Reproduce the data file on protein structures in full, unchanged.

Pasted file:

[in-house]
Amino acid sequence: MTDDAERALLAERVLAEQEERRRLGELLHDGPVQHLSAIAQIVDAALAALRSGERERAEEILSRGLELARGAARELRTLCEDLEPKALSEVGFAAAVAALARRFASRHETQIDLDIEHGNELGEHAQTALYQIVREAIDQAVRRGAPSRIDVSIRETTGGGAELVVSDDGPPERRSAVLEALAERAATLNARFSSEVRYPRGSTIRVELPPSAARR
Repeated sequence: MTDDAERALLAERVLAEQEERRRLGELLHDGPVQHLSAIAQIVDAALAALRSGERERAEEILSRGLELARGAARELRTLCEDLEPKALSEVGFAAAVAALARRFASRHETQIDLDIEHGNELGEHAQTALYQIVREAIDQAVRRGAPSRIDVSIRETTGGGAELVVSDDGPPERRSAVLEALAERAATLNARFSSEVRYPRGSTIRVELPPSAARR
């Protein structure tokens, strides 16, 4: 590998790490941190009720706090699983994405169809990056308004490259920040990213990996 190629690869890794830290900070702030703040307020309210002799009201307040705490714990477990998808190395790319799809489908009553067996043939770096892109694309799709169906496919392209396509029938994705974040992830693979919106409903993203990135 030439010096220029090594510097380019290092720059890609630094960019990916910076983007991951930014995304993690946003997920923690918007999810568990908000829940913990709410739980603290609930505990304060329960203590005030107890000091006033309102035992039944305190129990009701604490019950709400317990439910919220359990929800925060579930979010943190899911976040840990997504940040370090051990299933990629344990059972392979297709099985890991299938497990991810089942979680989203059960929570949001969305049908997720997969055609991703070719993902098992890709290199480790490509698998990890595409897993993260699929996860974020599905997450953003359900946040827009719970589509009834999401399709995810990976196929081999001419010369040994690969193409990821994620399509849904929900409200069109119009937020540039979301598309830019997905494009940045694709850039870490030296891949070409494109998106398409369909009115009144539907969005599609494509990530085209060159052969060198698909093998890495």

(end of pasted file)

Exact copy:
[in-house]
Amino acid sequence: MTDDAERALLAERVLAEQEERRRLGELLHDGPVQHLSAIAQIVDAALAALRSGERERAEEILSRGLELARGAARELRTLCEDLEPKALSEVGFAAAVAALARRFASRHETQIDLDIEHGNELGEHAQTALYQIVREAIDQAVRRGAPSRIDVSIRETTGGGAELVVSDDGPPERRSAVLEALAERAATLNARFSSEVRYPRGSTIRVELPPSAARR
Repeated sequence: MTDDAERALLAERVLAEQEERRRLGELLHDGPVQHLSAIAQIVDAALAALRSGERERAEEILSRGLELARGAARELRTLCEDLEPKALSEVGFAAAVAALARRFASRHETQIDLDIEHGNELGEHAQTALYQIVREAIDQAVRRGAPSRIDVSIRETTGGGAELVVSDDGPPERRSAVLEALAERAATLNARFSSEVRYPRGSTIRVELPPSAARR
């Protein structure tokens, strides 16, 4: 590998790490941190009720706090699983994405169809990056308004490259920040990213990996 190629690869890794830290900070702030703040307020309210002799009201307040705490714990477990998808190395790319799809489908009553067996043939770096892109694309799709169906496919392209396509029938994705974040992830693979919106409903993203990135 030439010096220029090594510097380019290092720059890609630094960019990916910076983007991951930014995304993690946003997920923690918007999810568990908000829940913990709410739980603290609930505990304060329960203590005030107890000091006033309102035992039944305190129990009701604490019950709400317990439910919220359990929800925060579930979010943190899911976040840990997504940040370090051990299933990629344990059972392979297709099985890991299938497990991810089942979680989203059960929570949001969305049908997720997969055609991703070719993902098992890709290199480790490509698998990890595409897993993260699929996860974020599905997450953003359900946040827009719970589509009834999401399709995810990976196929081999001419010369040994690969193409990821994620399509849904929900409200069109119009937020540039979301598309830019997905494009940045694709850039870490030296891949070409494109998106398409369909009115009144539907969005599609494509990530085209060159052969060198698909093998890495």